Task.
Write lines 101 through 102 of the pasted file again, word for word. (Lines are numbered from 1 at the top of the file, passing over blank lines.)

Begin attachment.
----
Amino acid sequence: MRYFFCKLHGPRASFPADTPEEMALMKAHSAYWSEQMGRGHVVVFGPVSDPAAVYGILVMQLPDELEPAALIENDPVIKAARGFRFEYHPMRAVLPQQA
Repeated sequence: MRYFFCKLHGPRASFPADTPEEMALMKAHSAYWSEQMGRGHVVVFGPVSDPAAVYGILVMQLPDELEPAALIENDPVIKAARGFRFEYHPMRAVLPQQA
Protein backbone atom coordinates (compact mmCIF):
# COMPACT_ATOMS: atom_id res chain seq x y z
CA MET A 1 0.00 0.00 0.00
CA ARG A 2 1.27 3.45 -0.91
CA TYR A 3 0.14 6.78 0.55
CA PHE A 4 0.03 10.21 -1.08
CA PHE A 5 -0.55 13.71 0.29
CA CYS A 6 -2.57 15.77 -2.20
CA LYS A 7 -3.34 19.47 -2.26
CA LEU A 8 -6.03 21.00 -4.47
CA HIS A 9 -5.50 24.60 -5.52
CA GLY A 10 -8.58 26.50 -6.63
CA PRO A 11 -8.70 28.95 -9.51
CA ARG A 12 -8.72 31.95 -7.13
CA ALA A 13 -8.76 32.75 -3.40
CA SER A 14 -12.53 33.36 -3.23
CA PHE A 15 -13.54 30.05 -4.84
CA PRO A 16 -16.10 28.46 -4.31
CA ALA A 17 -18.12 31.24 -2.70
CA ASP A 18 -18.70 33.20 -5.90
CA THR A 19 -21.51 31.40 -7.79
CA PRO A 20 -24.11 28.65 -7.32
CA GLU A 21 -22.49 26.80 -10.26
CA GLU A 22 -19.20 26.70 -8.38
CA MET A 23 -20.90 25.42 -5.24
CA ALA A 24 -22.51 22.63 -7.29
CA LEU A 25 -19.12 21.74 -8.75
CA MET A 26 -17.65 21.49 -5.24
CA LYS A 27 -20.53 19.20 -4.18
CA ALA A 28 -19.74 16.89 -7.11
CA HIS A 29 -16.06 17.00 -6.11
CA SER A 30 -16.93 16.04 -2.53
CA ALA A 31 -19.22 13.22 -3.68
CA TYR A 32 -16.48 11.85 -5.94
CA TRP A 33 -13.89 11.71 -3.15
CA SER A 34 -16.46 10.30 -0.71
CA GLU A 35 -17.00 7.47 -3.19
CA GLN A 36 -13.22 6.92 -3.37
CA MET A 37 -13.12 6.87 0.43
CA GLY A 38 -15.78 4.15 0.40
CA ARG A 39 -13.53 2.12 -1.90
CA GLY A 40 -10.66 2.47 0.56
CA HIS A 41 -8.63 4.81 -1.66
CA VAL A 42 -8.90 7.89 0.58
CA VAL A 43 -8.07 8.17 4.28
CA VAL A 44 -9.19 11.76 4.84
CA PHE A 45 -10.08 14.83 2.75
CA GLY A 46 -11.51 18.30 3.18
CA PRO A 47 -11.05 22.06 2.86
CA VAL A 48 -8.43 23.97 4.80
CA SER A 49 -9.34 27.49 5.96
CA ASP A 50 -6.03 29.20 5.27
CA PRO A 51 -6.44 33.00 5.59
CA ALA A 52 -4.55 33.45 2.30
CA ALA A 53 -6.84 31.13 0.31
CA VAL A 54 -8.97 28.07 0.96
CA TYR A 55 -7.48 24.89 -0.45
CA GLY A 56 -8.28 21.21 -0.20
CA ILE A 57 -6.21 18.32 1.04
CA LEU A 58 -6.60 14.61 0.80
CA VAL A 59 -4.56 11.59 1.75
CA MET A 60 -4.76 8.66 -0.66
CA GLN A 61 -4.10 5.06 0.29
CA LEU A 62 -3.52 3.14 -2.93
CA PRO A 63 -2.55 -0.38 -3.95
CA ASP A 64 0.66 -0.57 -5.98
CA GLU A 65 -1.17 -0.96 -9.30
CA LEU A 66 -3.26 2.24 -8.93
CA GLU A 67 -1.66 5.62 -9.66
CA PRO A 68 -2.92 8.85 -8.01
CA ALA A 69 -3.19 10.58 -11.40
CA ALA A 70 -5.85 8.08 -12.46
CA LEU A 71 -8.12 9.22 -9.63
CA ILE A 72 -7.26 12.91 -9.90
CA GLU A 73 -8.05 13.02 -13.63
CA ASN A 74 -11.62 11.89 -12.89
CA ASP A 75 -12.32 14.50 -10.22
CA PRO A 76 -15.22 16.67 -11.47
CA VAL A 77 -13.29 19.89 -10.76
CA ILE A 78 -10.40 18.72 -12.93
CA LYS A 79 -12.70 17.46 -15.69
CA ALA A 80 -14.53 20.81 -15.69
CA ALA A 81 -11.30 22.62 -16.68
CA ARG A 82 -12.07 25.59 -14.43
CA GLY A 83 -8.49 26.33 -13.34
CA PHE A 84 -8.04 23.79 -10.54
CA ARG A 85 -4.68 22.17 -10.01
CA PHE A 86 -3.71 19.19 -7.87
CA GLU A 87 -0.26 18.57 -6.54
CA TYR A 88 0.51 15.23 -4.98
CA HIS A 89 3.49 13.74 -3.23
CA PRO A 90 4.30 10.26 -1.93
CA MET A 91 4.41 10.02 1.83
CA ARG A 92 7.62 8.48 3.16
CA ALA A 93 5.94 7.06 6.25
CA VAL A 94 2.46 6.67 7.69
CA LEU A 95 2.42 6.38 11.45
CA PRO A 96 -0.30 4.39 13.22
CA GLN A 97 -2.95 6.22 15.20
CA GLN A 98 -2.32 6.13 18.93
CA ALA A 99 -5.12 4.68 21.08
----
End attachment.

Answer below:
CA GLN A 97 -2.95 6.22 15.20
CA GLN A 98 -2.32 6.13 18.93